Write with publication in mind

When I first began writing, I never thought I’d get published.

I dreamt of it, but never thought it would happen, so I never wrote with it in mind.

This came back to bite me in the bum much later.

Why?

Because you write differently when you have publication in mind.

Now, thinking that your book will one day be published doesn’t mean you start to change what you write, it means you start to change how you write.

This is because books and stories are seasonal. The publishing industry is an ever-turning wheel and you need to insert your work in at the right time and in the right place in order to be successful.

I have books I’ve written that I know will never be published. Some, I never intended to publish, but I know they’ll hit the shelves sometime in the next decade or less. But because I had publishing in mind, my process for writing these stories was very different from my process for writing my first novel, Tainted.

Initially, my intention was to write a story from the viewpoint of the usual sidekick character (Ron Weasley was who I had in mind). I quickly learnt why the sidekick is called just that and promptly abandoned the story. Then, by some fluke or fate, my mum read what I had written. And the most surprising part was, she thought it was good.

She asked me enough times about it that I decided to finish the story. I began crafting the story I titled Eutopia, and it took me a couple of years to get a considerable way through, what with the story constantly developing and all. When I was about to give up on the story, my mum came again with another of her one liners, “You know, this could actually be published.”

That was when the idea of publishing a novel really took root in my heart. And once it did, everything changed. I started pushing myself to learn how to craft good stories, to develop what I had into something amazing, to actually finish what I started. It took only a few months after that to finish what would eventually become the book, Tainted.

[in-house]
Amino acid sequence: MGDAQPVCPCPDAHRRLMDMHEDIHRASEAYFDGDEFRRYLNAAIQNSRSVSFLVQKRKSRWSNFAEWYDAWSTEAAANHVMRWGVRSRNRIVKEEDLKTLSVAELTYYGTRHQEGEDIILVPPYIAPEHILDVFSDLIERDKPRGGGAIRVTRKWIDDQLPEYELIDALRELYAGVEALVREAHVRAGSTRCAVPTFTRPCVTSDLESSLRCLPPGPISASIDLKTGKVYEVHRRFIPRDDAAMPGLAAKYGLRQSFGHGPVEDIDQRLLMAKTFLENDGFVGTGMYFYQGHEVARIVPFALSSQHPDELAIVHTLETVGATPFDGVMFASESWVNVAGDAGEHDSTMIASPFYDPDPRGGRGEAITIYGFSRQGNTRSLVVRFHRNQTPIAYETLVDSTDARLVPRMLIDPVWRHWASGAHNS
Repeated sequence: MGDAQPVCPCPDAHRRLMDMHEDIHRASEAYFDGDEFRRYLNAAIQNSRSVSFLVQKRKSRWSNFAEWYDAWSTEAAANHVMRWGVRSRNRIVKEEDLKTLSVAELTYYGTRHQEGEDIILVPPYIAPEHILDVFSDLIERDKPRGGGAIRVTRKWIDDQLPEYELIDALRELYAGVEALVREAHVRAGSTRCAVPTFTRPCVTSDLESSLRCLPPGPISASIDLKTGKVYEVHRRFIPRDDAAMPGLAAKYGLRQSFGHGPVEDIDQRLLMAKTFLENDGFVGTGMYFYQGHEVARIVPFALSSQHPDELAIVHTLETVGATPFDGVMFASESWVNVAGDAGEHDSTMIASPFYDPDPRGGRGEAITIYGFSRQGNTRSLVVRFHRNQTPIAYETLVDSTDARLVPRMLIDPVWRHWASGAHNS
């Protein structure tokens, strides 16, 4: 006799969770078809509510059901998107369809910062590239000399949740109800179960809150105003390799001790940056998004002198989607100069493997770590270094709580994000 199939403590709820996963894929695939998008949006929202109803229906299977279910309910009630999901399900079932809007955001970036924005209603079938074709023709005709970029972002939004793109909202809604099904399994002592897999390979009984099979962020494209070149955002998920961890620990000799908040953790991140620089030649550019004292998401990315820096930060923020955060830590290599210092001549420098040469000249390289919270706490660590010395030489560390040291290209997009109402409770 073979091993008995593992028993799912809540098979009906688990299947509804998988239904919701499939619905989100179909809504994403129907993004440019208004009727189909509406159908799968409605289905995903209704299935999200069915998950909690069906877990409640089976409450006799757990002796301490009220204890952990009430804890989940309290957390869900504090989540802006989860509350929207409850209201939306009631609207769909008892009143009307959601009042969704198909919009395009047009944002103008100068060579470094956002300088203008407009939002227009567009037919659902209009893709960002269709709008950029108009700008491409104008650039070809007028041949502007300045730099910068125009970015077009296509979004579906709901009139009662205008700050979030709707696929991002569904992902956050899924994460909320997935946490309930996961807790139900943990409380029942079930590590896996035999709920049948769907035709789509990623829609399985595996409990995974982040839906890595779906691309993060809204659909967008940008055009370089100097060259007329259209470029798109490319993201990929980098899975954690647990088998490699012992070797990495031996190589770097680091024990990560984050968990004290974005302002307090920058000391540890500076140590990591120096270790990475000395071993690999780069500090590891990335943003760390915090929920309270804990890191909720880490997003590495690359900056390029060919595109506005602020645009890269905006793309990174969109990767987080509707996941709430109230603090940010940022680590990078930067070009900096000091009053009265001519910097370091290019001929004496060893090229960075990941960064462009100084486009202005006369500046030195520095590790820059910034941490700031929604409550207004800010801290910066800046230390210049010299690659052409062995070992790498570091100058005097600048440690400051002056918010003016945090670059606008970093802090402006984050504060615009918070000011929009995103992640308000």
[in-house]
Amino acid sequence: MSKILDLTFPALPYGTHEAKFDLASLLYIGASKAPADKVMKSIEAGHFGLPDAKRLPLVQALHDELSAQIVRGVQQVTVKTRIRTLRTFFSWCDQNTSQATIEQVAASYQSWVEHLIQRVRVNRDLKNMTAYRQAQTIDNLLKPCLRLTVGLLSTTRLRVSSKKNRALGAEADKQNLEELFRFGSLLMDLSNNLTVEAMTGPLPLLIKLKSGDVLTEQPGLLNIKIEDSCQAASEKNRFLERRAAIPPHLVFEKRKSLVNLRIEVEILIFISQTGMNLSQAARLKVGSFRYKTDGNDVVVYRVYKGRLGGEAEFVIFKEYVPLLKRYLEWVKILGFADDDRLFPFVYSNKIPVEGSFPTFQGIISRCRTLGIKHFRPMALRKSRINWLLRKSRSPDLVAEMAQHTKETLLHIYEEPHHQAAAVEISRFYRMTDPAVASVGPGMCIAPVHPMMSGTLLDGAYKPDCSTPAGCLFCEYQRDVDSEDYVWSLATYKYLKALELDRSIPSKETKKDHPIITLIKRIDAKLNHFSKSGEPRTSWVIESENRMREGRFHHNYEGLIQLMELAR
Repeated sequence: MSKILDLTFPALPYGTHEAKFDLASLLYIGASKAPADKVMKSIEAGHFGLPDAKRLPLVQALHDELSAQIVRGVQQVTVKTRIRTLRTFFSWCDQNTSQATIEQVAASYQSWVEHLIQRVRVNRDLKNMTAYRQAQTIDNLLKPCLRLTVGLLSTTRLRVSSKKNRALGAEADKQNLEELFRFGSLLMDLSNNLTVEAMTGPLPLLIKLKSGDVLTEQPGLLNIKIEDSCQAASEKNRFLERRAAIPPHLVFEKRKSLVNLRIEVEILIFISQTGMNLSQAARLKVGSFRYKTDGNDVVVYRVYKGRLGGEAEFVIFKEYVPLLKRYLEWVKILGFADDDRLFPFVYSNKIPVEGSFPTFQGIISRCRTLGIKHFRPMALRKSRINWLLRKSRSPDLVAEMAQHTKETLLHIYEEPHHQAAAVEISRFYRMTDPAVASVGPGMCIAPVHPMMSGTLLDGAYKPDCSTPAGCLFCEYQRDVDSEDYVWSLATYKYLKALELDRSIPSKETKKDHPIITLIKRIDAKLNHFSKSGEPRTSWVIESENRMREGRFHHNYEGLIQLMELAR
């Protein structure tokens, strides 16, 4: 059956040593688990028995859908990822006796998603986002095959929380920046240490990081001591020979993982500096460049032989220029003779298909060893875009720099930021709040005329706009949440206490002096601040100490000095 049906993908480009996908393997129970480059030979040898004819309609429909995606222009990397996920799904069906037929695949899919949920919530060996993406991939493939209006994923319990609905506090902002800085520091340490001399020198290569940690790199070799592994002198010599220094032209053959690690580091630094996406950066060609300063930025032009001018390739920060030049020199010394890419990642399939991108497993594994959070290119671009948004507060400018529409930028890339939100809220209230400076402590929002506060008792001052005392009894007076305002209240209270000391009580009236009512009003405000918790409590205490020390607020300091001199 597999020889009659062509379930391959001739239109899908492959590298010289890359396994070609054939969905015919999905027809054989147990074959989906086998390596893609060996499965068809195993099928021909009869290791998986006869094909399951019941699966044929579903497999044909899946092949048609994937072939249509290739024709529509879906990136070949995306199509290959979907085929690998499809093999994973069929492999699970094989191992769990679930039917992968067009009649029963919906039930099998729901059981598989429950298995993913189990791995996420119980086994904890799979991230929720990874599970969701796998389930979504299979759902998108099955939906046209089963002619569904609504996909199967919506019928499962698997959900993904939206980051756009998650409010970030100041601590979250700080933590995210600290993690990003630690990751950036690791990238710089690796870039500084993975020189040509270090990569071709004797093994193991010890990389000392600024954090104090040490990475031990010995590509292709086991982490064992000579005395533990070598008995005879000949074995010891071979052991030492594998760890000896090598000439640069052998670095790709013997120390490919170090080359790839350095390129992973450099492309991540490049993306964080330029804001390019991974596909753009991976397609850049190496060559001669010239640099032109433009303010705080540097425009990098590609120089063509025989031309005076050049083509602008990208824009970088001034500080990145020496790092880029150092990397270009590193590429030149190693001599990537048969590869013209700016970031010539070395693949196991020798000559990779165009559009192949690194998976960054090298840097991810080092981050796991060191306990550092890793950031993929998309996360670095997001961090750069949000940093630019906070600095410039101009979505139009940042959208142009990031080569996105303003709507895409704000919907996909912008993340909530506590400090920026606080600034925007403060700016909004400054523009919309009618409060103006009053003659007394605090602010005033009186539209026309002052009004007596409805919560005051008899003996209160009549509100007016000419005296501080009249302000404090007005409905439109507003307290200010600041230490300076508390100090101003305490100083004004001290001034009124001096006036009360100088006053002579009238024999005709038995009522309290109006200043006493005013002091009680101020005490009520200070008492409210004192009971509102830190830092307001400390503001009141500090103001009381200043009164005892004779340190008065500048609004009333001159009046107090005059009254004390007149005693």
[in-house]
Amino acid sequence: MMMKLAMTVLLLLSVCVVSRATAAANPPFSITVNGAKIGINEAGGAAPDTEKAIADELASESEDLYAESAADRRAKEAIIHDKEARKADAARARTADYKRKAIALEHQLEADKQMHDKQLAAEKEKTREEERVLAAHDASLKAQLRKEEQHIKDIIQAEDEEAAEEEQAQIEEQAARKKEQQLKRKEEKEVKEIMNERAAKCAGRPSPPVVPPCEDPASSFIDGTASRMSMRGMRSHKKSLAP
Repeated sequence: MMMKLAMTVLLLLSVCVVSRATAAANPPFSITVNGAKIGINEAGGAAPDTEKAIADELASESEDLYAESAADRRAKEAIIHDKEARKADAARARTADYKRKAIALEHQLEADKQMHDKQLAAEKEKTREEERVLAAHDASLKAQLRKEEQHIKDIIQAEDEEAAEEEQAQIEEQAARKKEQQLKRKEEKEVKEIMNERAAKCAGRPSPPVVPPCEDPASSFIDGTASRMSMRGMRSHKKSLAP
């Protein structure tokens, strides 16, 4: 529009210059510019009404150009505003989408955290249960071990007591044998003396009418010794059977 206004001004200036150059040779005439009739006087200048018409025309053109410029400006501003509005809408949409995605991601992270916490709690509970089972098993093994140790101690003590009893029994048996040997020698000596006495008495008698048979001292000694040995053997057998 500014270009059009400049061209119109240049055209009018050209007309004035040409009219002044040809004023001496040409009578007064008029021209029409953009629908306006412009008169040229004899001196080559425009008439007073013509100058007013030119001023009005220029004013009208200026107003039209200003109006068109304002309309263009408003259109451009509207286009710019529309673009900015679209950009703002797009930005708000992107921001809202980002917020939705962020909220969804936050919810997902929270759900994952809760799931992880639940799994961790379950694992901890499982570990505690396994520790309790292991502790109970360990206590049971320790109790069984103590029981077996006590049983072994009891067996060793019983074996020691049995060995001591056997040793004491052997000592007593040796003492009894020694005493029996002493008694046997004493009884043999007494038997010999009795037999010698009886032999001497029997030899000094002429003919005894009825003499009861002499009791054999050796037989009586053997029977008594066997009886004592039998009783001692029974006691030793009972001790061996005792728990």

If you think a few months is still a long time, I’ve been working on Gods of Valla for over a year now, same with book 3 of the Age of the Anathema, Bladlock, and Legacy of the Damned (what initially started out as the silver chalice). Yes, books can take a long time to create, especially when it entails heavy world-building elements.

Anyway, once the idea of publishing was on the table, the way I did things changed. I started working to deadlines, started learning about industry trends and standards, and how to actually break into the publishing industry. I mean, I was writing an epic fantasy story set in a fantasy world and I had not even considered something as basic as a map! I hadn’t decided what point of view I was writing in, what the themes of the story were and who my target audience was.

There’s a psychological shift that sometimes takes place when you understand that what you are doing is no longer just for leisure. And that shift is really important for success as a writer, because writing isn’t always about the muse. Sometimes, you need to up and get, whether you feel like it or not.

So keep publishing in mind and you’ll find your writing process will change for the better.

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